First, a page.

LISA BORRE is a lake conservationist and writer who contributes the National Geographic‘s “Water Currents” blog. By permission we quote from work of hers that appeared in that blog: Climate Change Already Having Profound Impacts on Lakes in Europe and Warming Lakes: Barometers of Climate Change?
Global assessment shows 95% of lakes are warming
In 2010, National Geographic News reported on the results of the first comprehensive global study of lake temperature trends. The study — conducted by researchers at NASA’s Jet Propulsion Laboratory (JPL) in California using satellite data — found that in the last 25 years, the world’s largest lakes have been steadily warming, some by as much as 4°F (2.2°C). In some cases, the trend is twice as fast as the air temperature trend over the same period. Continue reading
Good afternoon, Senator Saviello, Representative Welsh, and Distinguished Members of the Environment and Natural Resources Committee. Continue reading
Good afternoon, Senator Edgecomb, Representative Hickman, and Distinguished Members of the Agriculture, Conservation, and Forestry Committee. My name is Maggie Shannon; I live in Rome, and I am the Executive Director of the Maine Lakes Society and Coordinator of the LakeSmart Homeowner and Education Program. Continue reading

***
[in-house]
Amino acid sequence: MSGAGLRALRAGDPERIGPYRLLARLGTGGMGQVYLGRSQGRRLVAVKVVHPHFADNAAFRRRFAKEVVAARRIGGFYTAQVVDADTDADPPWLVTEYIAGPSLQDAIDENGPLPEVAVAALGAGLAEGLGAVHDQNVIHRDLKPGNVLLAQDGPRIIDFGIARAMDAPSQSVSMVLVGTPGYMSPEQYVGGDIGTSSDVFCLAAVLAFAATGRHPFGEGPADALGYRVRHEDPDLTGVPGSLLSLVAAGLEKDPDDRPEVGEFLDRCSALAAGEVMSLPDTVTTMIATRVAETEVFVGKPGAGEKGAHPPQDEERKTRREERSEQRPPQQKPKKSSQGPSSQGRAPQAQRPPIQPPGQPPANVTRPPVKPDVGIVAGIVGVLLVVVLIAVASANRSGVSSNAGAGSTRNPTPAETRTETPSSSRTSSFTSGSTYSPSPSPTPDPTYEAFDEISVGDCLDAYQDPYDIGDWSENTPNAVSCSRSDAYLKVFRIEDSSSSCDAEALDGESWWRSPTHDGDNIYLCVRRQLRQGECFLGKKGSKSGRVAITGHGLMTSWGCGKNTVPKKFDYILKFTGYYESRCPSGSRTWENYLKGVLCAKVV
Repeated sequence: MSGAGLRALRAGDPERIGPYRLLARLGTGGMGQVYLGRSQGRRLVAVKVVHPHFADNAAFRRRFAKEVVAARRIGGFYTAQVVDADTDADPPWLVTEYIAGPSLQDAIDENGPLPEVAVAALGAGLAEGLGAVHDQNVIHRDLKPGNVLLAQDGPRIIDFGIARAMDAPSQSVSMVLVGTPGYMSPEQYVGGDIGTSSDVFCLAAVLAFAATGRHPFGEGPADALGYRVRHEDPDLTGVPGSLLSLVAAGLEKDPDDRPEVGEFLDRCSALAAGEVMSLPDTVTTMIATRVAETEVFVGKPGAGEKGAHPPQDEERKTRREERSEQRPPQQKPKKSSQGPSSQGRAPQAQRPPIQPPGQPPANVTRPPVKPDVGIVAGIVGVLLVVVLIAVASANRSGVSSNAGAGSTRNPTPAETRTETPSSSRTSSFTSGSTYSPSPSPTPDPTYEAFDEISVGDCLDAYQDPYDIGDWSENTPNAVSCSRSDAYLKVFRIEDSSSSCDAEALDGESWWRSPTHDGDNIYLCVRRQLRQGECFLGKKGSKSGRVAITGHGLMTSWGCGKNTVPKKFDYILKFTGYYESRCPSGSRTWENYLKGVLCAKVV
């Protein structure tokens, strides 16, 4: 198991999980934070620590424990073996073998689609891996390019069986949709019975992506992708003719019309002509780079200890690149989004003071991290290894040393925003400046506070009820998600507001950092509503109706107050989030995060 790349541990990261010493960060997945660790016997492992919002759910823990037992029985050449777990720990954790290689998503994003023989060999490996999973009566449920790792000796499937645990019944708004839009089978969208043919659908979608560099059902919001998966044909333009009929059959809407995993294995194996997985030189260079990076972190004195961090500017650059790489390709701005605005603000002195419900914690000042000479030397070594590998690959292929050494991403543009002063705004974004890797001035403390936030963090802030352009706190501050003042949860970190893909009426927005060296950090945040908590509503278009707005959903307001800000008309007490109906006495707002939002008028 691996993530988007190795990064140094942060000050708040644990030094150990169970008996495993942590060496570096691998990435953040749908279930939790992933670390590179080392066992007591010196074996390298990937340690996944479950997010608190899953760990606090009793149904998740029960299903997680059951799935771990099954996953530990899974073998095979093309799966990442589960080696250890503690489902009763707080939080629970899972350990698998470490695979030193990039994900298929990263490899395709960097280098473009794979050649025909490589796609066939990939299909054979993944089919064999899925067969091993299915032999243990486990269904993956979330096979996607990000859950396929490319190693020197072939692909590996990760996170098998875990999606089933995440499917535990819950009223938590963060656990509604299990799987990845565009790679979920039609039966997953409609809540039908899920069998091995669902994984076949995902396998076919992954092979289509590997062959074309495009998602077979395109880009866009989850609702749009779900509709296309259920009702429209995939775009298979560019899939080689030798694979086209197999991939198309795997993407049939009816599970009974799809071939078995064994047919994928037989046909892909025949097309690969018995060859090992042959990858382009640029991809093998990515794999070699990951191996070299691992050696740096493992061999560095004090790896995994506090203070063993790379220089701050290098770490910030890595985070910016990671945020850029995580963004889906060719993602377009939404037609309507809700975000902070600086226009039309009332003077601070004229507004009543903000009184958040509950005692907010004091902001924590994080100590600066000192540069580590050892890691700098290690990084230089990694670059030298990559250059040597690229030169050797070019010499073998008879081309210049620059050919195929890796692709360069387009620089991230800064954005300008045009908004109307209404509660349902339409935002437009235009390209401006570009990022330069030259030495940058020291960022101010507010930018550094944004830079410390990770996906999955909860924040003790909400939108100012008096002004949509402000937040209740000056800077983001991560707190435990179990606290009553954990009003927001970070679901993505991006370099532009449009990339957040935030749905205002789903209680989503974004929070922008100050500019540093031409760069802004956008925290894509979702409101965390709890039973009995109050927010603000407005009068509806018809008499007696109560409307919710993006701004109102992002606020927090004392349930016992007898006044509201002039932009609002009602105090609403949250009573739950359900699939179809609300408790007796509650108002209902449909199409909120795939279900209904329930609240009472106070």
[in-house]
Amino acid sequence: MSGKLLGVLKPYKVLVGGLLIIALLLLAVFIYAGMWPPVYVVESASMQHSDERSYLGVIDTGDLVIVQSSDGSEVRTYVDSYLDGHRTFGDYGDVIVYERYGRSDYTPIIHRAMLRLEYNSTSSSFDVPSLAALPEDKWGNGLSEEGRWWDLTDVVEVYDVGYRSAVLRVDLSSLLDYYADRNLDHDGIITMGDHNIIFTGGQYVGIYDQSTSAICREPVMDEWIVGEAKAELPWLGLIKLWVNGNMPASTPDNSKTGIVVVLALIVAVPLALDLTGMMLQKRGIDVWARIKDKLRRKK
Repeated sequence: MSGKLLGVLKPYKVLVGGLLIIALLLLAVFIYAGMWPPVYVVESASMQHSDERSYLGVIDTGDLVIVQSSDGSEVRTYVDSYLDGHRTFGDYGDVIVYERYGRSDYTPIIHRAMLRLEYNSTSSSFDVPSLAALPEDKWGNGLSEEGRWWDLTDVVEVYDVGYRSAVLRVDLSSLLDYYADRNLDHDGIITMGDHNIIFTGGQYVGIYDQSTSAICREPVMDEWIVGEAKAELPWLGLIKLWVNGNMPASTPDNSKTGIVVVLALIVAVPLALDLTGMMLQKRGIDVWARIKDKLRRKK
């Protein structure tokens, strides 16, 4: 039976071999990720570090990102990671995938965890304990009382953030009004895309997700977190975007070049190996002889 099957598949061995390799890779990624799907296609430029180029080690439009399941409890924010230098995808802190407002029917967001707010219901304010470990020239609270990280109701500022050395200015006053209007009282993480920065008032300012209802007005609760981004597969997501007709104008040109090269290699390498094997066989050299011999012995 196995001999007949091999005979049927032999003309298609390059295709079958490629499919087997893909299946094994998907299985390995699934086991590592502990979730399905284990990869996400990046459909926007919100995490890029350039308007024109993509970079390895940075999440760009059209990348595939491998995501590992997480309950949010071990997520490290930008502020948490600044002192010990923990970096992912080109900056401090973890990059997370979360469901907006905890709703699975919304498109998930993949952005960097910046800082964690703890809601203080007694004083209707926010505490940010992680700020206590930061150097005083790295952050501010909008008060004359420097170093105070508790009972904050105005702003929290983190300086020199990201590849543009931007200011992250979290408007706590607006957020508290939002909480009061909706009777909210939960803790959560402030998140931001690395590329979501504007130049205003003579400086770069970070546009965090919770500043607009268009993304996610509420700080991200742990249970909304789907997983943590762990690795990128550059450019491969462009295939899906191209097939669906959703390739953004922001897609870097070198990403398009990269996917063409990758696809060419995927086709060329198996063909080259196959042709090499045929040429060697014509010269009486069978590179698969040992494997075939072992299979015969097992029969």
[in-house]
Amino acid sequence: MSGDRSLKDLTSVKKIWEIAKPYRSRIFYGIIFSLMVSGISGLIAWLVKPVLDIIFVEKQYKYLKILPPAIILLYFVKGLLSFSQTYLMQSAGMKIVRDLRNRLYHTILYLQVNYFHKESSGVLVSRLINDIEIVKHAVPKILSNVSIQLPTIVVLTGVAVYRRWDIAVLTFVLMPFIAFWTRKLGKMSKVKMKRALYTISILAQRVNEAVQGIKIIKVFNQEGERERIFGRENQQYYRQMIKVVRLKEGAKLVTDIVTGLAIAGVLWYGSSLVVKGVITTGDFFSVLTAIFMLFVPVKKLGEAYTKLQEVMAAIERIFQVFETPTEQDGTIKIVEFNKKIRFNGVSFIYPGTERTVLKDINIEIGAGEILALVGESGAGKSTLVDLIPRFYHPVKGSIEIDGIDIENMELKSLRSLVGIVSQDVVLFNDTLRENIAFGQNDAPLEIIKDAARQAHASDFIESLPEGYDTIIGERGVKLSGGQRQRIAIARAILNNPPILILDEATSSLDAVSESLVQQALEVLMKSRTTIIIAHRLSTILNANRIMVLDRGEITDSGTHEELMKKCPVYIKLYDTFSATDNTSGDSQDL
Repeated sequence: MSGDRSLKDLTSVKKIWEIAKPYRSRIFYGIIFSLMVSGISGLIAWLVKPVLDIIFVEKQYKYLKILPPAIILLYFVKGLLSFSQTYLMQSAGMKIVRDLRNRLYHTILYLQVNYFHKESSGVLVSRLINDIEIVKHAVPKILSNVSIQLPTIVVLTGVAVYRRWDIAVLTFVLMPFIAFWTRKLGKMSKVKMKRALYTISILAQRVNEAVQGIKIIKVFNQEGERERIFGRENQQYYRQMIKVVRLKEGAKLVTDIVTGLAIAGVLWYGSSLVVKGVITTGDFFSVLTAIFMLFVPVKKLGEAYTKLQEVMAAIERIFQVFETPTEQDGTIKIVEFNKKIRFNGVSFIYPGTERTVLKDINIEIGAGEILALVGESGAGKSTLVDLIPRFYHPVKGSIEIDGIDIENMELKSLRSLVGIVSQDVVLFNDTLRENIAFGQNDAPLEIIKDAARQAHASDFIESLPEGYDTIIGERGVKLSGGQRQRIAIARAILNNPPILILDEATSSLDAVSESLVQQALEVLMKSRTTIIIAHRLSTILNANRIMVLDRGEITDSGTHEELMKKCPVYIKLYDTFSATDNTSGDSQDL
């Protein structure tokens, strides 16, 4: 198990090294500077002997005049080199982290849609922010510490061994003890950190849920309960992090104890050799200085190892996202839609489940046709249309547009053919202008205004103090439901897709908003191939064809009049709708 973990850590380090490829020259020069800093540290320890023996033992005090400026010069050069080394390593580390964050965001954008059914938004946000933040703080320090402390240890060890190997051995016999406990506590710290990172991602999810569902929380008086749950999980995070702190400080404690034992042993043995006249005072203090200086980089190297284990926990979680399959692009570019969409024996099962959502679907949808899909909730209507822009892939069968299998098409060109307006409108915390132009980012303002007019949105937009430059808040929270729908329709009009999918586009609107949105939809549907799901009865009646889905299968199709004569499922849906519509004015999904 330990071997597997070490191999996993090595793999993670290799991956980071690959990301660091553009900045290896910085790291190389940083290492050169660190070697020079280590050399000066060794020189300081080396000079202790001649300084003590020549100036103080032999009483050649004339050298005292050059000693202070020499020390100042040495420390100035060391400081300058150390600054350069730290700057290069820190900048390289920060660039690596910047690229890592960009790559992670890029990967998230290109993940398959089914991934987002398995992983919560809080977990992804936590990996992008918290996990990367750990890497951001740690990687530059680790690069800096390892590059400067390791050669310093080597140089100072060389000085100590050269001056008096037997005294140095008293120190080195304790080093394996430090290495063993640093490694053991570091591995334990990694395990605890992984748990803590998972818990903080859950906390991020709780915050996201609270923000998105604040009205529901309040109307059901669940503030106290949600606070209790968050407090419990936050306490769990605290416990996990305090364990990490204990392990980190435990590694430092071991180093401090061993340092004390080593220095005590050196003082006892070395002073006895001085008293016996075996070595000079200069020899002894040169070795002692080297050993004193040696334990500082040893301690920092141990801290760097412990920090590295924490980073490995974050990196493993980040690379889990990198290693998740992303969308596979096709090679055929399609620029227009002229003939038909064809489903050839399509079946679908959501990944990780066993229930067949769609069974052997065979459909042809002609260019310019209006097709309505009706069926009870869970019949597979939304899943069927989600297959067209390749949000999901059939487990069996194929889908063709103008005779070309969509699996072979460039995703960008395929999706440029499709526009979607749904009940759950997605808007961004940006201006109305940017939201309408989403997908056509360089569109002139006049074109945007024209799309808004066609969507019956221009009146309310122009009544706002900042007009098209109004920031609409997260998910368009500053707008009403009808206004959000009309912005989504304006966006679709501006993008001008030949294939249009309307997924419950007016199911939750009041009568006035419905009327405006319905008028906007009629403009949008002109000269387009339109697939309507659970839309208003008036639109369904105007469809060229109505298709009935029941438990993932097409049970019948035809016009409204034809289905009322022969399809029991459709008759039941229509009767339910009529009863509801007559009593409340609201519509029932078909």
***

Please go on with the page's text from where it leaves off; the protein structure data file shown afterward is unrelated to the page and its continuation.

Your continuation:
Maine Lakes could really use your help next Wednesday to pass this bill. Your grandchildren will thank you for it.
LD 40 Bans Fertilizer Next to Lakes
Mary Kretchmer, 8, along with her Dad, did an experiment with some water from the lake they monitor in New Hampshire. They added 1 teaspoon of 36/6/6/ fertilizer to one jar of Lake Wentworth water, none to another, put the 2 jars on a windowsill, stirred daily, and waited four weeks to see what would happen.
The two jars show Mary Kretchmer’s results.
The same thing could happen to waters here in Maine if we don’t take care of them.
Naturally forested lake shorelands have kept Maine’s lake water quality high until recent years. Today’s population pressures, accelerated by longer growing seasons and intense, more frequent rain events, threaten to affect our pristine waters in the ways shown at left. A recent satellite study of Maine lakes bore this out when it showed that many Maine lakes lost as much as 20% of their clarity between 1990 and 1995.
Unless we work together to shield our lakes from pollutants, water quality will decline. Continue reading